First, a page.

A senior economics ministry official cautions that the Swiss economy could stall as a result of the February vote to curb immigration from the European Union, especially if key bilateral accords with the EU fall apart.
In a syndicated interview with the Tages-Anzeiger and Der Bund newspapers, Eric Scheidegger, deputy director of the State Secretariat for Economic Affairs (SECO), looked back at the period from 1990 to 1997 when Switzerland’s economy did not grow and unemployment rose to more than 5%. He said that the Swiss economy could not afford to enter another period of zero growth, especially since the world has changed drastically in the past 20 years.
“In an economy with zero growth, the whole society suffers,” he said.
“Zero growth would mean prohibiting companies from investing. That would be a terrible idea.”
Although Scheidegger says the close February 9 immigration vote shouldn’t be “over interpreted” as a referendum on economic growth, he did say that critics of too much growth probably looked to neighbouring countries’ stalled economies, saw Switzerland’s “outstanding” success in comparison, and decided the country should quit while it was ahead.
“[But] critics of growth forget that zero growth also requires that no more be invested in education,” Scheidegger pointed out. “Educating oneself means saying yes to new things and becoming more powerful. Innovation leads to new business opportunities and creates new companies that try out new products and create new jobs. That’s how Switzerland grows. And, yes, to achieve this, the country needs additional foreign specialists.”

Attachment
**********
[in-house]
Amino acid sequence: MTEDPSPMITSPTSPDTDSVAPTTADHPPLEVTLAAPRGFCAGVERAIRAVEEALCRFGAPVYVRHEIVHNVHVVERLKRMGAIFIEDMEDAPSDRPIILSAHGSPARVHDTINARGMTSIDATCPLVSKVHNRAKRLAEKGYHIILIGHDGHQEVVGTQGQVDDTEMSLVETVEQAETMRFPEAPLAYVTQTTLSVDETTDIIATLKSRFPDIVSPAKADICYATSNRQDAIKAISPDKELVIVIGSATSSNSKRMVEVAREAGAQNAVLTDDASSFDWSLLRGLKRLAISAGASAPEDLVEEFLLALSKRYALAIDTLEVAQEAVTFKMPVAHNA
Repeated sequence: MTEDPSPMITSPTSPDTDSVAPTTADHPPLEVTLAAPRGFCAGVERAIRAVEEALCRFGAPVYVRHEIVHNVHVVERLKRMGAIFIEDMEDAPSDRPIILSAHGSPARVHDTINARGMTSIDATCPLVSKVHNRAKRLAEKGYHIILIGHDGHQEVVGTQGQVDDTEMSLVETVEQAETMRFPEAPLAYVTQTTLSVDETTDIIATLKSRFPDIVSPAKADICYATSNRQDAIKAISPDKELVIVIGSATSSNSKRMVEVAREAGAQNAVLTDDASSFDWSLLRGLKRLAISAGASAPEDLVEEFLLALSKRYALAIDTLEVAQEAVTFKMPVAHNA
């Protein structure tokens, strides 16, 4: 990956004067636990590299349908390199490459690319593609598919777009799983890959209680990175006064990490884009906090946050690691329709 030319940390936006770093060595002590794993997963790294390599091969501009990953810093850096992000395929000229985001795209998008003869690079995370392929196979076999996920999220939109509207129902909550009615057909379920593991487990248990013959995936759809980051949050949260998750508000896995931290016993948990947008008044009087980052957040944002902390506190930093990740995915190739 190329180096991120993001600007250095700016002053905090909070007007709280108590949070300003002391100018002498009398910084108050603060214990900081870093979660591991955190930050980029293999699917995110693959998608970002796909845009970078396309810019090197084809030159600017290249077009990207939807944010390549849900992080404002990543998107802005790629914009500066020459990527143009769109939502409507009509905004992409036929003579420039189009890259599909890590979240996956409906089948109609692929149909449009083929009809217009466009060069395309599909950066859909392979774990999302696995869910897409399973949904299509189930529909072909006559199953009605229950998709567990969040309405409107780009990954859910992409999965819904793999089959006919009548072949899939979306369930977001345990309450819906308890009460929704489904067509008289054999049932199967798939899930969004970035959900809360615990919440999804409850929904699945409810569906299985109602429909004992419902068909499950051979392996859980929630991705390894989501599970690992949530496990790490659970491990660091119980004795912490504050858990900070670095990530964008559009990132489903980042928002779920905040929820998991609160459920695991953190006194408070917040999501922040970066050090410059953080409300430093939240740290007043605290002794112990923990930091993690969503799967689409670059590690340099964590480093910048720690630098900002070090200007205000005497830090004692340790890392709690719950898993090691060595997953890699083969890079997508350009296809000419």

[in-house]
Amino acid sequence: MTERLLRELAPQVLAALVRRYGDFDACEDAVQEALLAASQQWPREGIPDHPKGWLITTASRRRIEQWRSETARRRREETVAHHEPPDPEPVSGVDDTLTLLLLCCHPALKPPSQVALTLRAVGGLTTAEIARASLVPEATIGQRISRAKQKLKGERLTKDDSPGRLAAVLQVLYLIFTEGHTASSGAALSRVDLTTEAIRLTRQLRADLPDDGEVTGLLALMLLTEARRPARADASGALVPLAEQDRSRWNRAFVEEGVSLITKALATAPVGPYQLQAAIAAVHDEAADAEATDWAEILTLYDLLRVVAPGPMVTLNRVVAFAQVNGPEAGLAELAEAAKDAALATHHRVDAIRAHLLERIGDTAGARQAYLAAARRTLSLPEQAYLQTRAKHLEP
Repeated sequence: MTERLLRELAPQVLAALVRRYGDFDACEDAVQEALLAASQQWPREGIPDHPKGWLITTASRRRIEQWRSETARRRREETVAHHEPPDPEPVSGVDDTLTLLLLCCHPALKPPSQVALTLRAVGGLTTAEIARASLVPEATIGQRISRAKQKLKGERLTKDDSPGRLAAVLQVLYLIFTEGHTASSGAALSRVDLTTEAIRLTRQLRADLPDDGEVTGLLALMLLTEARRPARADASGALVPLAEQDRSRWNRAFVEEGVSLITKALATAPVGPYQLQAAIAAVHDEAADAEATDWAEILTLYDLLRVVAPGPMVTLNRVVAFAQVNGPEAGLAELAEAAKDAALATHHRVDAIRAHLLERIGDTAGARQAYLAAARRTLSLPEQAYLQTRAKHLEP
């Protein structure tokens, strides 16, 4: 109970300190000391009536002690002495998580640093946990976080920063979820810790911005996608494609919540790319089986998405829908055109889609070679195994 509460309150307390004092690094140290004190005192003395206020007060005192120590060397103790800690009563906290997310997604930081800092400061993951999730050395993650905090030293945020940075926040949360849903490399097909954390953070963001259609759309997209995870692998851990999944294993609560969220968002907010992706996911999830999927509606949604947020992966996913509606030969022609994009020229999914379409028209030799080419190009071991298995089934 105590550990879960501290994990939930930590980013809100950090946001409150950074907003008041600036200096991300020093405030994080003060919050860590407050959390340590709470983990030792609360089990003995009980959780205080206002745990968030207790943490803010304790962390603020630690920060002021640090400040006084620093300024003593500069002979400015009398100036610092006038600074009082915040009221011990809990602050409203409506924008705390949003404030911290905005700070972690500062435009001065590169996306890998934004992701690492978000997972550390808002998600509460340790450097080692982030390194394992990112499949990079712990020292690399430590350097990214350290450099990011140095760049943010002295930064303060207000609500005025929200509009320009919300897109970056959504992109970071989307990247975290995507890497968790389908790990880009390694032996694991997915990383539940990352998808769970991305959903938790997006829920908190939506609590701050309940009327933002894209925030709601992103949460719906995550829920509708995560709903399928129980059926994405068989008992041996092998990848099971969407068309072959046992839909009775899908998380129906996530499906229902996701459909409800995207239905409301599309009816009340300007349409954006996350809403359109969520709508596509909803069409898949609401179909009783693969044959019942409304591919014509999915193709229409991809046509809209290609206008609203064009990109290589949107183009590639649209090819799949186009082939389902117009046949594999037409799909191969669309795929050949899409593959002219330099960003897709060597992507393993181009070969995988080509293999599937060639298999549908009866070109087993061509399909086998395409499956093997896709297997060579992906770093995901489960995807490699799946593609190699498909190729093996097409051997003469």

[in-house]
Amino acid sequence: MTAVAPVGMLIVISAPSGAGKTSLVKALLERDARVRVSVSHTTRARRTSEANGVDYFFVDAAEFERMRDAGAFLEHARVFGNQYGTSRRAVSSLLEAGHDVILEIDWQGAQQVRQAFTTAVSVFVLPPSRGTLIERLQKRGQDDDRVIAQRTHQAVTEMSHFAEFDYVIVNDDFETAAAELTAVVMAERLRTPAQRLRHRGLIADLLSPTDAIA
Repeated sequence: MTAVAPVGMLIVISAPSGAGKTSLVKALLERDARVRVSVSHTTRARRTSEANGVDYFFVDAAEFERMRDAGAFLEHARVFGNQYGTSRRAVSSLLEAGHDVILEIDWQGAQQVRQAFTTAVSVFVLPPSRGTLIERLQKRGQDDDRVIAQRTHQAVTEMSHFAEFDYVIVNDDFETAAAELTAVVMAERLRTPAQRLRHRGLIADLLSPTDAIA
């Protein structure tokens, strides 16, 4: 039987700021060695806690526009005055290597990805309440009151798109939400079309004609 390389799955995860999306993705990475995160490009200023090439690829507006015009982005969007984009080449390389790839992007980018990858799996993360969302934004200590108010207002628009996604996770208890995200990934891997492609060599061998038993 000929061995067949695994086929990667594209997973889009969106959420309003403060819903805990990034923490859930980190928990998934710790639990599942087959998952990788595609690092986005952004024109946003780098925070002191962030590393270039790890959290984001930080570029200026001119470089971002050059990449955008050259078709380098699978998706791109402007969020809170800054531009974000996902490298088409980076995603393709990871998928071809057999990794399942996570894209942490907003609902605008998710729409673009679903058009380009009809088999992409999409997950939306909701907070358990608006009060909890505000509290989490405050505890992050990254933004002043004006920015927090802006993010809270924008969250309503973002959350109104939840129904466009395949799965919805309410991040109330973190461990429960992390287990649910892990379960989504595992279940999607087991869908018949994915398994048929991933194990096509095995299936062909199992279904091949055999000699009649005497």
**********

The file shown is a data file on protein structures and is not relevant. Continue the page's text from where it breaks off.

According to industry groups, foreign workers account for about 45% of employees at Swiss pharmaceutical, chemical, and biotechnology companies. And about a quarter of Swiss bank employees are citizens of neighbouring EU countries, according to the Swiss Bankers Association.
In addition, about a quarter of workers in the Swiss health care industry are foreign.
Scheidegger emphasises that foreign workers have not been the only key to success for Switzerland’s economy, but that other factors could be heavily influenced by how negotiations with the EU move forward post-vote.
“The integration into the European market is also important, as well as direct investment in Switzerland and the high proportion of research and development. Today we operate in a highly cross-linked, internationalised business world. I share the concerns of many people who say that it will be challenging to implement the mass immigration initiative without this networked economy being damaged.”
The Swiss cabinet must now re-negotiate existing bilateral agreements with Europe in light of the immigration vote and try to find solutions and replacements for EU programmes that Switzerland was excluded from following the vote.
On March 7, the government announced it was working on finding interim solutions for Swiss researchers and students following the European Union’s decision to suspend Switzerland from participating in the Horizon2020 research programme and the Erasmus+ student exchange.
And following Switzerland’s post-vote decision not to sign a free movement of people agreement with Croatia, a Swiss delegation of senior officials in the education ministry and leaders of federal technical institutes as well as the National Science Foundation have held talks in Zagreb to boost cooperation with Croatia.
On Saturday, former top Swiss diplomat Michael Ambühl emphasised in an interview with the 24 Heures and Tribune de Genève newspapers that the deal with Croatia is the main hurdle to be overcome in finding an immigration solution with the EU in the wake of the vote. He warned it would be very difficult to implement both the free movement of people agreements with the EU and the terms of the approved immigration initiative.
With regard to the Croatia deal that Switzerland chose not to sign, Ambühl said the EU would not allow a country to discriminate against a part of the European population.
But Ambühl said he believes if both parties make an effort, an intelligent solution could be find that took both sides’ concerns into account. Scheidegger is a bit more cautious in his optimism.
“The task now is to implement the referendum and align the immigration quotas with the country’s overall economic interests, as it says in the Constitution,” he said. “That will be a challenge.”